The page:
As book editor of The Jewish Journal, I could easily fill every column inch of our book coverage with titles about the Holocaust — histories, memoirs, novels, poetry, and even cartoon books. God help me, I am now at work on a biography of an early and mostly overlooked figure of the Jewish resistance against Nazi Germany.
Of all these books, however, only one courageously addresses the fundamental question of what is permitted and what is not permitted — from a moral, historical and literary point of view — when we dare to write about the Holocaust. That is exactly why “A Thousand Darknesses: Lies and Truth in Holocaust Fiction” by Ruth Franklin (Oxford University Press: $29.95) is such a brilliant, challenging and surprising work.
“To write a poem after Auschwitz is barbaric,” observed Theodor Adorno in his single most quoted and debated line. For Ruth Franklin, a senior editor at The New Republic, Adorno’s words are the starting point for any serious reader of Holocaust literature: “There is something ethically dubious, so the usual argument goes, about using — literally or figuratively profiting from — atrocity as an inspiration for literature, or indeed any form of art,” she writes. “And so the testimonial memoir, rather than the novel, has become the dominant form of Holocaust writing — resulting in a slew of unintended interpretive consequences.”
Yet the novelist and the memoirist alike can be shown to be drawing on the imagination, and they attract readers who may not pay much attention to the difference. Franklin declares herself to be unsurprised at “our voracious hunger for novels, films, plays that might somehow help us understand the Holocaust” even if she insists that “we cannot quite get over our suspicion that there is something shameful in this desire.” To reconcile the conflicts — the tension between hunger and shame — she proceeds to apply her formidable skills as a literary critic to the rich, diverse and ever-growing body of literature that invokes the Holocaust in one way or another.
Of necessity, “A Thousand Darknesses” focuses on only a few examples of the Holocaust in arts and letters. She starts by deconstructing a couple of what she calls “canonical work[s],” including Primo Levi’s “Survival in Auschwitz” (which she refers to by its British title, “If This Is a Man”) and Elie Wiesel’s “Night,” and uses them to explore the “graying of the line between fiction and reality.” She acknowledges Levi’s assertion that “none of the facts are invented” but she insists that “all of his works, without exception, are in their own ways works of the imagination.” Thus, for example, she points out that both Levi and Wiesel “removed several Jewish allusions to give the text a more universal appeal.”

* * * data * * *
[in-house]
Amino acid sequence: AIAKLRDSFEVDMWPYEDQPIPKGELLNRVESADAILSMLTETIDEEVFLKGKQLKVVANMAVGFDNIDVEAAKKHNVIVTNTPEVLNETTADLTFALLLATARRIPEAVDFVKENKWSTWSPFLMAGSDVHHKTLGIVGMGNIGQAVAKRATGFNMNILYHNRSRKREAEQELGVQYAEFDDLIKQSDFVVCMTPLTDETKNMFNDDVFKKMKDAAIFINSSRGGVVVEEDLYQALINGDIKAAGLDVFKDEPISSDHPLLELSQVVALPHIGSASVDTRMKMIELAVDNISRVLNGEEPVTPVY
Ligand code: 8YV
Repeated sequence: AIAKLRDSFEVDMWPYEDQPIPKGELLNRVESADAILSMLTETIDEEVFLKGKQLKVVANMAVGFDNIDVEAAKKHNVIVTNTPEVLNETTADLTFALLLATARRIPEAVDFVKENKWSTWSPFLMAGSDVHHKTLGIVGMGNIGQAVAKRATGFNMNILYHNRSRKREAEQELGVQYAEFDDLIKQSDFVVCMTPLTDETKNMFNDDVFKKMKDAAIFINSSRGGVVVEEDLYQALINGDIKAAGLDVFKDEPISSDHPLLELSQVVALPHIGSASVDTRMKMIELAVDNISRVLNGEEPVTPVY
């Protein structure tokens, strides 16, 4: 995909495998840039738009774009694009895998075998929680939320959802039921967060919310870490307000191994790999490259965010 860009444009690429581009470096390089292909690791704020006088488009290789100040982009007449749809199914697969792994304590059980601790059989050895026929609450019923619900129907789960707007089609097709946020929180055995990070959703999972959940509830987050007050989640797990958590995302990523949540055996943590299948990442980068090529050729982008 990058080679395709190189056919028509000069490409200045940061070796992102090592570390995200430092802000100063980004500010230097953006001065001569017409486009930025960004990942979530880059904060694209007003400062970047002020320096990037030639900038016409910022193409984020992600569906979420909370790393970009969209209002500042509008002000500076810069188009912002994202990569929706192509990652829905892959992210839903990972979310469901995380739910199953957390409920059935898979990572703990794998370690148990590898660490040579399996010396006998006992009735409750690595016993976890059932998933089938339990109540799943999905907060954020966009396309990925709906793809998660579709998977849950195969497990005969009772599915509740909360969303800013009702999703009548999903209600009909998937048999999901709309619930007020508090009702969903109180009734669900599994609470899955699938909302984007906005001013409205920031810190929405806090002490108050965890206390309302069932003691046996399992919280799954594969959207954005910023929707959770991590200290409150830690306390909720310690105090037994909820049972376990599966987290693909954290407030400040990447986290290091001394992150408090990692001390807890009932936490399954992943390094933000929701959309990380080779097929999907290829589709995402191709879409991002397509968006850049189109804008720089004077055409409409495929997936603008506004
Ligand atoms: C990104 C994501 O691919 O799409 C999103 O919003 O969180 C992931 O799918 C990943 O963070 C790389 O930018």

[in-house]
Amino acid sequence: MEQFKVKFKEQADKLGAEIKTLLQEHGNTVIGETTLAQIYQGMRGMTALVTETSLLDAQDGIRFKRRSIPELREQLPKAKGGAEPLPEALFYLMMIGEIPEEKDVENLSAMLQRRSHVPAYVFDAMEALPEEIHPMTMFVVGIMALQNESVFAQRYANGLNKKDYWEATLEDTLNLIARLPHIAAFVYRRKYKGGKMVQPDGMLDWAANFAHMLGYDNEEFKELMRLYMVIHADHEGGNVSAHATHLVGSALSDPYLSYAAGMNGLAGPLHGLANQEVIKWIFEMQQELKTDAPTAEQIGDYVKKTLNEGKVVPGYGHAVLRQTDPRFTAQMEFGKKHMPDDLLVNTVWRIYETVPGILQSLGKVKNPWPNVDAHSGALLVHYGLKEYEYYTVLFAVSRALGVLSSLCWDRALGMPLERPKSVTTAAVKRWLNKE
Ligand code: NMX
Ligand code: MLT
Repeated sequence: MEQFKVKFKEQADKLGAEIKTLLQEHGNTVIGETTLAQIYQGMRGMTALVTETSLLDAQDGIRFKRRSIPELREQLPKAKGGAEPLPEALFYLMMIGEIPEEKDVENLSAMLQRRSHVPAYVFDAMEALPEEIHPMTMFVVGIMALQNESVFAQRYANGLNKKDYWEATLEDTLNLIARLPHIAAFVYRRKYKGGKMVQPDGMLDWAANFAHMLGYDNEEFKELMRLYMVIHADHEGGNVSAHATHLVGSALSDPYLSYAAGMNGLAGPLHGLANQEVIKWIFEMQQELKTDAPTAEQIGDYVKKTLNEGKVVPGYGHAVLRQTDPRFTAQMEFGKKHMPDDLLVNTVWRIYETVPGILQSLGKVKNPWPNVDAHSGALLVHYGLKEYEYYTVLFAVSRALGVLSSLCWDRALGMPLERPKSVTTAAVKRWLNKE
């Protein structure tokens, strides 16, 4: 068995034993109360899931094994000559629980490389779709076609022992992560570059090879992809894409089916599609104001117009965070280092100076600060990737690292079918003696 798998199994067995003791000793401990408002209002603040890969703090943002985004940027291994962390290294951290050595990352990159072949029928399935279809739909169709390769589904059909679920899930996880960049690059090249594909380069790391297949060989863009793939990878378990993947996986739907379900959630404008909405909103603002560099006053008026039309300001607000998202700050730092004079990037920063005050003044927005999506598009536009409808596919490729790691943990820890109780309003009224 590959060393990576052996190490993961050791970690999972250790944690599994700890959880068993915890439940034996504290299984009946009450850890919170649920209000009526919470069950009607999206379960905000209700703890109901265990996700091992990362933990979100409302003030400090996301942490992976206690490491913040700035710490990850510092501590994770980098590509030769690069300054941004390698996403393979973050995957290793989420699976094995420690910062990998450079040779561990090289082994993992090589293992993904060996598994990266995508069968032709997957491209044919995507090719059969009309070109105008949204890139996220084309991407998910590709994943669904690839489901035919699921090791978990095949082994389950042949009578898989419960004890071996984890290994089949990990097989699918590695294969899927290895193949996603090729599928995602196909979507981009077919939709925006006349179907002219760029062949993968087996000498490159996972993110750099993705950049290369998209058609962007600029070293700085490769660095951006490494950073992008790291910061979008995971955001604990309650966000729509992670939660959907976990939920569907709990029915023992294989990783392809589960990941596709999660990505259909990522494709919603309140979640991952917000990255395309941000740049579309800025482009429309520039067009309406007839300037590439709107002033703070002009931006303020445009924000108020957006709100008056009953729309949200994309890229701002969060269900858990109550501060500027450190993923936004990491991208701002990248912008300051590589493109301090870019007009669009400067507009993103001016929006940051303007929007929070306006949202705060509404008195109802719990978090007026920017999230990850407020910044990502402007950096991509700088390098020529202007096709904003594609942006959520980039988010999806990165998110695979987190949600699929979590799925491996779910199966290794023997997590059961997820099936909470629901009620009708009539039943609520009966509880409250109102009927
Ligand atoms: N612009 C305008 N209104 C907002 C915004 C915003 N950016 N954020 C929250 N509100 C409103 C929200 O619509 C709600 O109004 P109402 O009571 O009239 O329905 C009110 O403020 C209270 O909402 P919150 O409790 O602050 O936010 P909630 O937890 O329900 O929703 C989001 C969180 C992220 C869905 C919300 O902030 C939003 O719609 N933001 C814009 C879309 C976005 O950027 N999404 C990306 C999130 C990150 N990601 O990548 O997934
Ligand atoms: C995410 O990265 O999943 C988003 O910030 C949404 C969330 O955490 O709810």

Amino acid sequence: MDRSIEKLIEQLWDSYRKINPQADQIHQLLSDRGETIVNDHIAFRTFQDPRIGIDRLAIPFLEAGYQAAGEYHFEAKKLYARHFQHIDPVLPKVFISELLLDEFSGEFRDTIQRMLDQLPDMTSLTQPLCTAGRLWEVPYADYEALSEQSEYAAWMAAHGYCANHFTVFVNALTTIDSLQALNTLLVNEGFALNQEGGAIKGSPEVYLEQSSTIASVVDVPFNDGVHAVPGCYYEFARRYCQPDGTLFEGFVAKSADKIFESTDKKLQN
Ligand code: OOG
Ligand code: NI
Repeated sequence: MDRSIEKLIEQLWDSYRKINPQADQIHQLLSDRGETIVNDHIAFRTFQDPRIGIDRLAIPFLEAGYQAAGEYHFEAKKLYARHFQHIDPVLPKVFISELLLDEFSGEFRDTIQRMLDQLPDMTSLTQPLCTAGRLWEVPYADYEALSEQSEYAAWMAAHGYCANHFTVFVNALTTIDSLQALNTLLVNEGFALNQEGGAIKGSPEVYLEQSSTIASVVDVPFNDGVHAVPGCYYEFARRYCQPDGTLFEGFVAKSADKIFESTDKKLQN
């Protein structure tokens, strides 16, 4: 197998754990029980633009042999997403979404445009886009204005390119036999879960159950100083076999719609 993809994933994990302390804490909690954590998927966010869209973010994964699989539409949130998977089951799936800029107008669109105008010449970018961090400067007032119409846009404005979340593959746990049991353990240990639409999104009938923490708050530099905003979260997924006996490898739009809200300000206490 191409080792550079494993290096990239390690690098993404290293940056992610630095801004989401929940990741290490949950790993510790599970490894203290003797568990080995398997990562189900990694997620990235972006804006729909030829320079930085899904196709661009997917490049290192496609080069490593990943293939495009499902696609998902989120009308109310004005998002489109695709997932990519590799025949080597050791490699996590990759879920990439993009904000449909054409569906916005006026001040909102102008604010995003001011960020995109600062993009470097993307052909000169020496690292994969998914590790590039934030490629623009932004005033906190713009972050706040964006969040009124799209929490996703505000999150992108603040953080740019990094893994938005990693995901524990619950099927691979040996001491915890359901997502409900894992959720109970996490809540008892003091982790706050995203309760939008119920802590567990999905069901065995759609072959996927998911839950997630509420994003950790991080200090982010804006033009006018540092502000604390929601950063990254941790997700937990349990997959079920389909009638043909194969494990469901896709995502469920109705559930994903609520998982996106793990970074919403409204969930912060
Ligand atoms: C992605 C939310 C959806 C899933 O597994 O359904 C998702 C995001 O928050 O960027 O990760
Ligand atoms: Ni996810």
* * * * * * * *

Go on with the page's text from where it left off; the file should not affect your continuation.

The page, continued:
To her credit, Franklin wields the critical scalpel, here and elsewhere in her book, with a compassionate heart. “There can be no doubt that the act of trying to put ‘Night’ under the fact checker’s lens smacks of indecency,” she writes. “One cannot seriously worry about whether babies were burned alive or dead at Auschwitz (one of the questions that has been raised periodically about the book) without losing something of one’s own humanity. Is it not enough to know that they were burned at all? But if it feels barbaric to perform the critical dissection on a book such as ‘Night,’ the alternative is worse.”
She is no less exacting when it comes to “Schindler’s List,” both the book by Thomas Keneally and the movie by Steven Spielberg. She credits Spielberg for being “excruciatingly concerned with questions of fidelity and authenticity,” but she also points out that “Spielberg’s film may well have been too effective in its evocation of verisimilitude —so effective that not only its viewers but also its director confused it with reality,” which nicely summarizes what I regard as the high crime of Holocaust fiction. And she points out that Keneally’s book is labeled as “Fiction/Judaica” because if the book had been published as a work of non-fiction, “it would ‘get stuck in that section against the back wall of most American bookstores and would be unlikely to be bought by non-Jews,’” thus reminding us that publishers no less than movie-makers have an eye on the bottom line.
Elsewhere in “A Thousand Darknesses,” ponder the work of several other writers of various degrees of fame, ranging from Jerzy Kosinski, W. G. Sebald, Michael Chabon and Jonathan Safran Foer to Tadeusz Borowski, Piotr Rawicz, Imre Kertesz, Wolfgang Koeppen and Bernard Schlink. Through it all, she embraces the same openness toward literary and artistic invention, and — and the same time — the same exacting attitude toward success and failure of the inventors.
Franklin argues that the impulse to write about the Holocaust — and our insatiable appetite for such writings — are the best way — and perhaps the only way — to preserve and honor our history. Perhaps, she suggests, Adorno meant that “it would be horrific to write only one poem after Auschwitz,” but “to write a hundred poems, a thousand poems, a million — that might be better, because it would take an infinite number of works of literature to represent the vast multiplicity of voices and experiences that constitute the Holocaust.”
Thus does Franklin explain the haunting title of her book: “The thousand darknesses are the stories of the Holocaust,” she concludes, “endlessly echoing, ever terrifying, infinitely variable.”
Jonathan Kirsch, author and publishing attorney, is the book editor of The Jewish Journal. He blogs at www.jewishjournal.com/twelvetwelve and can be reached at firstname.lastname@example.org.
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